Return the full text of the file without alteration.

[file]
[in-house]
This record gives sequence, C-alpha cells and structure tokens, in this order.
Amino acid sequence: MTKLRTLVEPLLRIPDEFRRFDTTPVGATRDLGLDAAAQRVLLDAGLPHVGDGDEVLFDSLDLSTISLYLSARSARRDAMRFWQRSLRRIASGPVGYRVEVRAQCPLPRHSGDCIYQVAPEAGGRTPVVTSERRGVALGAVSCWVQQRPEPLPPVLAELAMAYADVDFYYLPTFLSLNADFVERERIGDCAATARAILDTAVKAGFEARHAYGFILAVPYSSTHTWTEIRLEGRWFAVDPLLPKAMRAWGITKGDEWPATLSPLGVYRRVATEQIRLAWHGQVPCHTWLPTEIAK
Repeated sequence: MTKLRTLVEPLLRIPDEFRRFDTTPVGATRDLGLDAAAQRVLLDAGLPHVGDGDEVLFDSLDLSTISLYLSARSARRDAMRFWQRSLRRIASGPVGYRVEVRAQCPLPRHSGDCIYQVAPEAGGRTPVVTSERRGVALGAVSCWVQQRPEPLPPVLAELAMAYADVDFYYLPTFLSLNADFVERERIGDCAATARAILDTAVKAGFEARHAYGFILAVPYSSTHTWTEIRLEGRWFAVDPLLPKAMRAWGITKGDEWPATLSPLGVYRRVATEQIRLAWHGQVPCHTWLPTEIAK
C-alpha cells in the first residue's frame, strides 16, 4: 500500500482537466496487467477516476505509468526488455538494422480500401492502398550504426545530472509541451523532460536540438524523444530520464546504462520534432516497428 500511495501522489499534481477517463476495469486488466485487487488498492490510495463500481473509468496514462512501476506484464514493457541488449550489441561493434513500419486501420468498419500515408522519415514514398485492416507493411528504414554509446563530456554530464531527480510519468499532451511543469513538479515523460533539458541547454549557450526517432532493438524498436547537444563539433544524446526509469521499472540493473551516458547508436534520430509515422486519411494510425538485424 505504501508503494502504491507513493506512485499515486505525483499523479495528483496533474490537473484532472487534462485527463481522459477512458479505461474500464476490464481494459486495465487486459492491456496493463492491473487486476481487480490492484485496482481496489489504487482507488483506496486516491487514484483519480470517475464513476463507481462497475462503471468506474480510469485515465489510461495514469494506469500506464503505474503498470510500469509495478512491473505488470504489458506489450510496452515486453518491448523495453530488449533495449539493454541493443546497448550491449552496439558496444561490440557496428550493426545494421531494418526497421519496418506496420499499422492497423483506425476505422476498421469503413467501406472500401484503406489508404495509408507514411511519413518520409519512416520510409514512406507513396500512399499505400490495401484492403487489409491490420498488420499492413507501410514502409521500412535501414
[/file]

[in-house]
This record gives sequence, C-alpha cells and structure tokens, in this order.
Amino acid sequence: MTKLRTLVEPLLRIPDEFRRFDTTPVGATRDLGLDAAAQRVLLDAGLPHVGDGDEVLFDSLDLSTISLYLSARSARRDAMRFWQRSLRRIASGPVGYRVEVRAQCPLPRHSGDCIYQVAPEAGGRTPVVTSERRGVALGAVSCWVQQRPEPLPPVLAELAMAYADVDFYYLPTFLSLNADFVERERIGDCAATARAILDTAVKAGFEARHAYGFILAVPYSSTHTWTEIRLEGRWFAVDPLLPKAMRAWGITKGDEWPATLSPLGVYRRVATEQIRLAWHGQVPCHTWLPTEIAK
Repeated sequence: MTKLRTLVEPLLRIPDEFRRFDTTPVGATRDLGLDAAAQRVLLDAGLPHVGDGDEVLFDSLDLSTISLYLSARSARRDAMRFWQRSLRRIASGPVGYRVEVRAQCPLPRHSGDCIYQVAPEAGGRTPVVTSERRGVALGAVSCWVQQRPEPLPPVLAELAMAYADVDFYYLPTFLSLNADFVERERIGDCAATARAILDTAVKAGFEARHAYGFILAVPYSSTHTWTEIRLEGRWFAVDPLLPKAMRAWGITKGDEWPATLSPLGVYRRVATEQIRLAWHGQVPCHTWLPTEIAK
C-alpha cells in the first residue's frame, strides 16, 4: 500500500482537466496487467477516476505509468526488455538494422480500401492502398550504426545530472509541451523532460536540438524523444530520464546504462520534432516497428 500511495501522489499534481477517463476495469486488466485487487488498492490510495463500481473509468496514462512501476506484464514493457541488449550489441561493434513500419486501420468498419500515408522519415514514398485492416507493411528504414554509446563530456554530464531527480510519468499532451511543469513538479515523460533539458541547454549557450526517432532493438524498436547537444563539433544524446526509469521499472540493473551516458547508436534520430509515422486519411494510425538485424 505504501508503494502504491507513493506512485499515486505525483499523479495528483496533474490537473484532472487534462485527463481522459477512458479505461474500464476490464481494459486495465487486459492491456496493463492491473487486476481487480490492484485496482481496489489504487482507488483506496486516491487514484483519480470517475464513476463507481462497475462503471468506474480510469485515465489510461495514469494506469500506464503505474503498470510500469509495478512491473505488470504489458506489450510496452515486453518491448523495453530488449533495449539493454541493443546497448550491449552496439558496444561490440557496428550493426545494421531494418526497421519496418506496420499499422492497423483506425476505422476498421469503413467501406472500401484503406489508404495509408507514411511519413518520409519512416520510409514512406507513396500512399499505400490495401484492403487489409491490420498488420499492413507501410514502409521500412535501414